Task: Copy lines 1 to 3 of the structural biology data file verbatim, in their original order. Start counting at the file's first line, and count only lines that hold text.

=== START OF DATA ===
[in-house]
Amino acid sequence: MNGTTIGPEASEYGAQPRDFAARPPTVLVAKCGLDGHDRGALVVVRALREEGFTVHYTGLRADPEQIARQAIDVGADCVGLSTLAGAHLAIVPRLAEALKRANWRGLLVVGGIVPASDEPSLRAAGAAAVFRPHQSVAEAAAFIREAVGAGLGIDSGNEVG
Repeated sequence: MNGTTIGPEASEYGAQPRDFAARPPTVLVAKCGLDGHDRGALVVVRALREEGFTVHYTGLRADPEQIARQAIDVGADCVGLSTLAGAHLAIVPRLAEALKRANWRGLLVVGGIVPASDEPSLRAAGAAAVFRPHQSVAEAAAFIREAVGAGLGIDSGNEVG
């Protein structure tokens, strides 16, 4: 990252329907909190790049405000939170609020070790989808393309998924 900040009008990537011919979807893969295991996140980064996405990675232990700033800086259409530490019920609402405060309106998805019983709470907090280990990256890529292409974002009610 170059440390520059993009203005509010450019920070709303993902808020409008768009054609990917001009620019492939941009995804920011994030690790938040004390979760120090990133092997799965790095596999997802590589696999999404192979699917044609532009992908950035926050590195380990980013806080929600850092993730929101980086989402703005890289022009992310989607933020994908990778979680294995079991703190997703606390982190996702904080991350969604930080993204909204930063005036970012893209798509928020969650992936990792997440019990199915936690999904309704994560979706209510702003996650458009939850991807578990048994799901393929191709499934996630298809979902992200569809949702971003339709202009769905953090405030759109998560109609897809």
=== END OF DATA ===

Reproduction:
[in-house]
Amino acid sequence: MNGTTIGPEASEYGAQPRDFAARPPTVLVAKCGLDGHDRGALVVVRALREEGFTVHYTGLRADPEQIARQAIDVGADCVGLSTLAGAHLAIVPRLAEALKRANWRGLLVVGGIVPASDEPSLRAAGAAAVFRPHQSVAEAAAFIREAVGAGLGIDSGNEVG
Repeated sequence: MNGTTIGPEASEYGAQPRDFAARPPTVLVAKCGLDGHDRGALVVVRALREEGFTVHYTGLRADPEQIARQAIDVGADCVGLSTLAGAHLAIVPRLAEALKRANWRGLLVVGGIVPASDEPSLRAAGAAAVFRPHQSVAEAAAFIREAVGAGLGIDSGNEVG